For decades, it’s been conventional wisdom that drive-ins can’t compete with multi-screen indoor movie theaters. They still can’t – Francis willingly admits that – but something is happening culturally that is drawing more people back to the outdoor movie theater. Maybe it’s social media, maybe it’s a growing population or a renewed sense of community; whatever the case, 99W is reaping the benefits.
One weekend last month, all four nights of the double feature of “Finding Dory” and “Alice Through the Looking Glass” sold out. That hasn’t been unusual. People showed up in droves for “Purple Rain.” Even “X-Men: Apocalypse” sold out two days. Last year, interest in “Jurassic World” was so high that people who couldn’t get in parked illegally on a hill across the street just to watch.
Adding a feather to its cap, the 99W Drive-In was recently voted the number one drive-in theater in the country, in a poll conducted by USA Today this spring.
“It was a nice little honor,” Francis said of the award.
He’s modest about the theater’s success, and reserved about the future. He’s been in the industry long enough to have seen the ups and downs.
June 28, 2016
From the Los Angeles Times: zek Shomof, a prominent redeveloper of older buildings in downtown Los Angeles, has purchased the historic Rialto Theatre in South Pasadena and hopes to turn it into an entertainment venue that could include a bar and screenings of old movies.
The 1,200-seat theater, listed on the National Register of Historic Places, is one of the last single-screen movie theaters in Southern California. The building was closed to the public in 2010 after a piece of the facade broke off and crashed onto the sidewalk.
The deal was finalized last month, according to Matthew Dobson, a representative of NGKF Capital Markets, the brokerage firm handling the transaction. The sale price is undisclosed, and Shomof said he is still negotiating with potential tenants.
Shomof’s pattern is to buy older buildings and put them back together. He’s helped redevelop several older buildings in downtown Los Angeles, and he’s leading a group of investors who want to transform the historic Sears Tower in Boyle Heights into shops, restaurants, apartments and creative space.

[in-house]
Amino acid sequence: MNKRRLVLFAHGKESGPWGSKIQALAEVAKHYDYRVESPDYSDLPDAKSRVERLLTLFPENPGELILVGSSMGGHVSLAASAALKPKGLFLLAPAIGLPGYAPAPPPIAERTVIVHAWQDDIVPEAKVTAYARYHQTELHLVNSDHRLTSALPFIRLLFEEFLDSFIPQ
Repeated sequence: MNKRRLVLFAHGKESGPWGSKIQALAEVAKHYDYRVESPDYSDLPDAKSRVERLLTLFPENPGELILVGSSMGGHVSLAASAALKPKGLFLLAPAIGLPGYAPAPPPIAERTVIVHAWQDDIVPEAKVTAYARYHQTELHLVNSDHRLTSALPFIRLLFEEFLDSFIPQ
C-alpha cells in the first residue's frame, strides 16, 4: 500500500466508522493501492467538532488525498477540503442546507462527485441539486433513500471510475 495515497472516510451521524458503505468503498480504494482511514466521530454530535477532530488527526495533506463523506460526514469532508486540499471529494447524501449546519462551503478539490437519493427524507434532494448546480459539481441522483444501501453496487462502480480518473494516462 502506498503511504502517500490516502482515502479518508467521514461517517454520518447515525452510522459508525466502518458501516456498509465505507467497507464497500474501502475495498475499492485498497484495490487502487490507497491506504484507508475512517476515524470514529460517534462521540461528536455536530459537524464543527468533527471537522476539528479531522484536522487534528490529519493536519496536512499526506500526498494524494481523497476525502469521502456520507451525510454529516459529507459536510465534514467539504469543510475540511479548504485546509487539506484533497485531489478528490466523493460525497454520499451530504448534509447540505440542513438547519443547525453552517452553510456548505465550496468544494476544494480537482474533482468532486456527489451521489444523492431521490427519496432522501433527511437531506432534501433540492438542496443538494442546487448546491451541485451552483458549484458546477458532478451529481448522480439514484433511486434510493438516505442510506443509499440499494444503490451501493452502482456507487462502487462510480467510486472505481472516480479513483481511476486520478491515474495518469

“I like historical buildings, and I like to renovate them and make them how they used to be,” Shomof said. “That’s what I care about more than anything to start with.”
June 23, 2016
From centralmaine.com: When the Waterville Opera House opened on June 23, 1902, patrons were so eager to attend the dedication ceremony that they filled the 925-seat theater, lobby and stairs and spilled out onto Castonguay Square.
Over the ensuing years, the grand theater on the second floor of City Hall would become a gathering place for all kinds of entertainment, including plays and musical performances, ballet, touring shows, community meetings, celebrations, and film.
Thursday, on its 114th birthday, the 800-seat Opera House continues to serve those functions and provides space for children’s theater programs, broadcasts from the National Theatre in London, the Bolshoi Ballet and Metropolitan Opera, and hosts film screenings and receptions for the Maine International Film Festival.
Diane Bryan, executive director of the Opera House for 12 years, is excited about what the future holds.
“The Waterville Opera House has been the gathering place for arts, culture and community for 114 years,” Bryan said Wednesday. “As caretakers, we hope to position the Opera House to shine brightly for at least the next 114 years. We are so grateful that the community has embraced this grand space and that we are part of the exciting resurgence of downtown Waterville.”
Nathan Towne, marketing manager for Waterville Creates!, which promotes arts and culture in the Waterville area, grew up in Waterville and performed as a teenager on the Opera House stage. He said he looks at that stage every day and it gives him a sense of hope and pride — “pride in what Waterville has managed to keep alive and vital over the last 20 years of change, as well as hope that what we are building here together in Waterville as part of the revitalization process will continue to delight and inspire future generations to greatness.”
June 20, 2016
From The Springfield News-Sun: A local theatre is moving forward with plans for a $1.2 million restoration project after being awarded a grant for historic preservation.
The Holland Theatre, 127 E Columbus Ave., Bellefontaine, originally opened in 1931. It’s the only remaining Dutch themed theatre in the country, said Kris Swisher, president of Logan County Landmark Preservation.
“We’re going back to the original look,” Swisher said.
Swisher recently learned the theatre was awarded a $430,000 grant from the Jeffris Family Foundation for historical preservation.
“They believed in this theatre because of the very uniqueness and the small town atmosphere here,” she said.
To receive the funds, Swisher said, the theatre has to raise $860,000 in the next three years.
“We will be selling seats for community involvement,” she said. “And approaching businesses in the community to sponsor buildings.”
The restorations will include all new seats in the theatre, architect Karen Beasley said, as well as repairs to the building facades that frame the stage.